Hendeniya Vihara (Galgane Vihara) of Udu Nuwara
The Kingdom of Kandy in the earliest times was known as "Kanda Uda Pas Rata" (The five counties). It was from this that the name Kandy was derived.
The Kanda Uda Pas Rata comprised the following divisions: Yatinuwara, Udu Nuwara, Hewaheta, Dumbara and Harispattuwa.
Studding the entire Kanda Uda Pas Rata is a vast complex of ancient temples, devales, rock cave shelters (Len Vihara), monolithic stone pillars and dagobas which date back to the medieval Kingdoms of Sitawake, Gampola and Dambadeniya.
Situated in Udu Nuwara is the rock cave temple called "Hendeniya Vihara." Also called "Galgane Vihara" it lies along the Kandy-Daulagala Road, (via Peradeniya) about 12 km from Kandy. Local traditions say that this Len Vihara (cave temple) was built at the request of Henekanda Biso Bandara (consort of King Wickremabahu III) of the Gampola period (1357-1374), and served as her resting place when she visited Lankatillake Vihara and Embekke Devale in the vicinity.
Unique stone carvings
In the temple premises is a huge rock boulder which houses the cave shelters. In front lies the old devale.
Apart from the intricate carvings found in this ancient temple - "parana vihara"- an elaborate stone doorway commands attention.
This doorway is considered a fine sculpture in stone. The Makara Thorana portrayed here lends equilibrium to the entire frontage of the cloistered rock cave shrine.
Makara Thorana motifs
The Makara Thorana is an example of masterly ancient stone crafts: executed above the lintel of the stone doorway. The 'Hansa-Puttuwa' motif (entwined swan) is etched below the Makara Thorana, while above its lintel, it has been edged in blue. This Makara Thorana is a typical archway with a pair of Makaras in the shape of some mythical aquatic species with an elephant trunk, crocodile body, and feet terminating in fish tail, symbolic of water fertility and life.
On both sides of the stone doorway are two figures of cobra kings, in part human. Behind the two heads of the guard stones lie the multi-hooded cobra heads. The decorative artistic treatment of the stone lintel with a red background is typical of Kandyan art and sculpture.
The next noteworthy element of the stone-doorway of the old temple is the floral design covering both sides of the doorway and the lintel. Inside this image house (pilimage) is enshrined a sublime seated Buddha statue. There is a stone pillar having a wooden 'Pekada' on its top (a bracket), while the roof is paved with flat Sinhala tiles.
The moonstone is another masterpiece. Unlike the moonstones of the Anuradhapura - Polonnaruwa periods, which have rows of elephants, oxen, flowers, horses and the like, this particular moonstone is simple, sans any such elaborate carvings.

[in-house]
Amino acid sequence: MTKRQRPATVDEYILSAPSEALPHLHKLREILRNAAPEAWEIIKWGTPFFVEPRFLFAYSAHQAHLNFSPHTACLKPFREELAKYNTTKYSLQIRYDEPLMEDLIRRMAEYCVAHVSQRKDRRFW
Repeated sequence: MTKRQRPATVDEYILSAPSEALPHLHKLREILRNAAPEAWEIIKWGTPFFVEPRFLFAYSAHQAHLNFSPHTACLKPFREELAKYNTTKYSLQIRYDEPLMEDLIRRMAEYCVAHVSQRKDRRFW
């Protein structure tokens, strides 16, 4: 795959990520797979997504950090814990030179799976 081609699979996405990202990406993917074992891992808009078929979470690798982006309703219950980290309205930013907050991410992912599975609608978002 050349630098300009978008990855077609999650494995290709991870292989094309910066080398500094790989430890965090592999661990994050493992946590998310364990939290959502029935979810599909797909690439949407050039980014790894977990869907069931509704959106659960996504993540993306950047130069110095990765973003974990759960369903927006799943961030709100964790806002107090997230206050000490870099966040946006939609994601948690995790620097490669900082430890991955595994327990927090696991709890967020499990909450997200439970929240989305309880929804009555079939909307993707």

It has only a surrounding band ending in 'Liyana Vel' motifs. The shape of the moonstone seemed semi-circular up to the 13th century. Thereafter with the progress of time, the semi-circular design turned out to be a full circle by the 14th century as seen in the Parana Vihara. Such moonstones date back to the Gampola, Kandy periods, mostly to the reign of Rajadhi Rajasinha 18th century AD.
The ancient image house has standing and seated Buddha statues of gilded gold. The murals adorning the cave ceiling depict Jataka stories.The reclining Buddha statue displays a beautiful halo (Budures Valalla). There is also a Poya Ge and a Seema Malaka (Chapter House).
Other priceless treasures
It is mentioned in ancient documents preserved at the temple that there had been 991 such Viharas like the Hendeniya-Len Vihara. There is also a priceless artifact preserved there - a Bodhi Pooja bowl of gold which was gifted by King Rajaadhi Rajasinha. The only other such golden bowl is found in the Dalada Maligawa. There is also a gallery of "Suvisi Vivarana" comprising 24 statues of past and future Buddhas.
A life-size portrait of King Rajaadhi Rajasinha is depicted on the side of the wall of the image house. Also preserved here is a Thamba Sanasa (a decree) by the last King of Kandy, Sri Wickrema Rajasinghe granting lands in the neighbourhood to the temple in 1812.
New image house
The new image house on the same architectural lines of the ancient image house was built in 1952, while the Buddha statues and mural paintings were completed in 1986. The Makara Thorana concept is faithfully portrayed along with the other artefacts including the golden Buddha statue enclosed in a separate glass enclosure.
All the artistic motifs found in the Parana Vihara are well reproduced without any flaw. This new image house has been skilfully constructed into a rock cave shelter (like the one in the Parana Vihara) in the boulder. It is 45 feet long , 47 feet wide and 19 feet high.
Down by the side of this Len Vihara on a hillock below, stands the "Bodhiya" (Bo Tree) a sapling of the Sri Maha Bodhiya in Anuradhapura. It has a well preserved Prakaraya.
Another relic of the past has an eerie significance. It is the Kotu Thappaya, where people were hanged in those hoary days.
The temple's resident Buddhist monk Ven. Revata Ambanwela Gunaratana Vidana Nayake Thera, though in his late seventies, is still strong in limb and mind. He narrates the temple's history, chapter and verse as if reading from some chronicle, enthralling all visitors.
Sunday Times of February 10, 2002
July 14, 2007